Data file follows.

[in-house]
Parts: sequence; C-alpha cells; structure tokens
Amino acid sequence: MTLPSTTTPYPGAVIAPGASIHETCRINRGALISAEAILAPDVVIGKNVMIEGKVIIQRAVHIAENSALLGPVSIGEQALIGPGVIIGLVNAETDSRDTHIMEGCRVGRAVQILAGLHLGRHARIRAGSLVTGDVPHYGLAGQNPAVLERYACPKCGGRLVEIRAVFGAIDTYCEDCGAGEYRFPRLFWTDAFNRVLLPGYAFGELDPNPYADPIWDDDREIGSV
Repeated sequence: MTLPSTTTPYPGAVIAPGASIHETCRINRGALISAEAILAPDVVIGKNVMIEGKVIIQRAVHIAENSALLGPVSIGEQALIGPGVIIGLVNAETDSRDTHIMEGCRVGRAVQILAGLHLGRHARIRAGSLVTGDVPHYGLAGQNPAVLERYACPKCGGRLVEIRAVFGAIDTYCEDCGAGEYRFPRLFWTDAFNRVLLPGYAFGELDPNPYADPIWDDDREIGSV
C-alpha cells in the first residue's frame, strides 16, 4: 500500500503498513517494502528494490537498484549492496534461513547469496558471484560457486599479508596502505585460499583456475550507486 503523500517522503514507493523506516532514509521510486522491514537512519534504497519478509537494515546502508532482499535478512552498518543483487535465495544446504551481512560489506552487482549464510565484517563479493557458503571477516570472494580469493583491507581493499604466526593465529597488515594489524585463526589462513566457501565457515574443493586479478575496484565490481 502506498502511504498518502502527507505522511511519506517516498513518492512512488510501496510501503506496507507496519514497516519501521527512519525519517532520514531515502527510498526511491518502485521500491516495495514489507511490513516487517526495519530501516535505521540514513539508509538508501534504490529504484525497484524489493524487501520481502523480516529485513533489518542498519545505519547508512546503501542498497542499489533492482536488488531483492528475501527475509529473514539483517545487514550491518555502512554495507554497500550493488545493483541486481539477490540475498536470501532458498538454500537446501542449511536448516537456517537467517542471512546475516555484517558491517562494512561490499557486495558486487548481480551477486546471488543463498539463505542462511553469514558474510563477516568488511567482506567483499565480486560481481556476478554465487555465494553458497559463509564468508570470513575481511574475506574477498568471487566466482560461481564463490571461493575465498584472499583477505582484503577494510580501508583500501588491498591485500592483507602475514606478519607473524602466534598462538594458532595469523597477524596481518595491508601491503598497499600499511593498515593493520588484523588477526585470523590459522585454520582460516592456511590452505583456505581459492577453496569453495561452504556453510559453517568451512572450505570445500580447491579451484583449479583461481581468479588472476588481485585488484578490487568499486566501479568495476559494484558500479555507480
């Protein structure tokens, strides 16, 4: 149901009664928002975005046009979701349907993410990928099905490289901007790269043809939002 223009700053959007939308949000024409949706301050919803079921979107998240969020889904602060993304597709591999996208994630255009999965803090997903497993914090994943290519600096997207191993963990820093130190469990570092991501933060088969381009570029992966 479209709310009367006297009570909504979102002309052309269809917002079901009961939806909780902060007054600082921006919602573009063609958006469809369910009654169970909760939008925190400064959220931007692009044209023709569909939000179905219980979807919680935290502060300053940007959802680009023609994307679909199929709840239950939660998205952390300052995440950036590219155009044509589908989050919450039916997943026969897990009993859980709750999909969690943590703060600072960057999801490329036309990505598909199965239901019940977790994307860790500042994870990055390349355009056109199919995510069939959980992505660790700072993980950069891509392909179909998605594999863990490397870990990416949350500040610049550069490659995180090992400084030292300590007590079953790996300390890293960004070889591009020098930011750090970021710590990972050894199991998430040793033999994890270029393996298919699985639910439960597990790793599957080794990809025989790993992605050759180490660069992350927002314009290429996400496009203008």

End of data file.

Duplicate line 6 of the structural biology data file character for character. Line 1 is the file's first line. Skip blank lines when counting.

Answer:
């Protein structure tokens, strides 16, 4: 149901009664928002975005046009979701349907993410990928099905490289901007790269043809939002 223009700053959007939308949000024409949706301050919803079921979107998240969020889904602060993304597709591999996208994630255009999965803090997903497993914090994943290519600096997207191993963990820093130190469990570092991501933060088969381009570029992966 479209709310009367006297009570909504979102002309052309269809917002079901009961939806909780902060007054600082921006919602573009063609958006469809369910009654169970909760939008925190400064959220931007692009044209023709569909939000179905219980979807919680935290502060300053940007959802680009023609994307679909199929709840239950939660998205952390300052995440950036590219155009044509589908989050919450039916997943026969897990009993859980709750999909969690943590703060600072960057999801490329036309990505598909199965239901019940977790994307860790500042994870990055390349355009056109199919995510069939959980992505660790700072993980950069891509392909179909998605594999863990490397870990990416949350500040610049550069490659995180090992400084030292300590007590079953790996300390890293960004070889591009020098930011750090970021710590990972050894199991998430040793033999994890270029393996298919699985639910439960597990790793599957080794990809025989790993992605050759180490660069992350927002314009290429996400496009203008």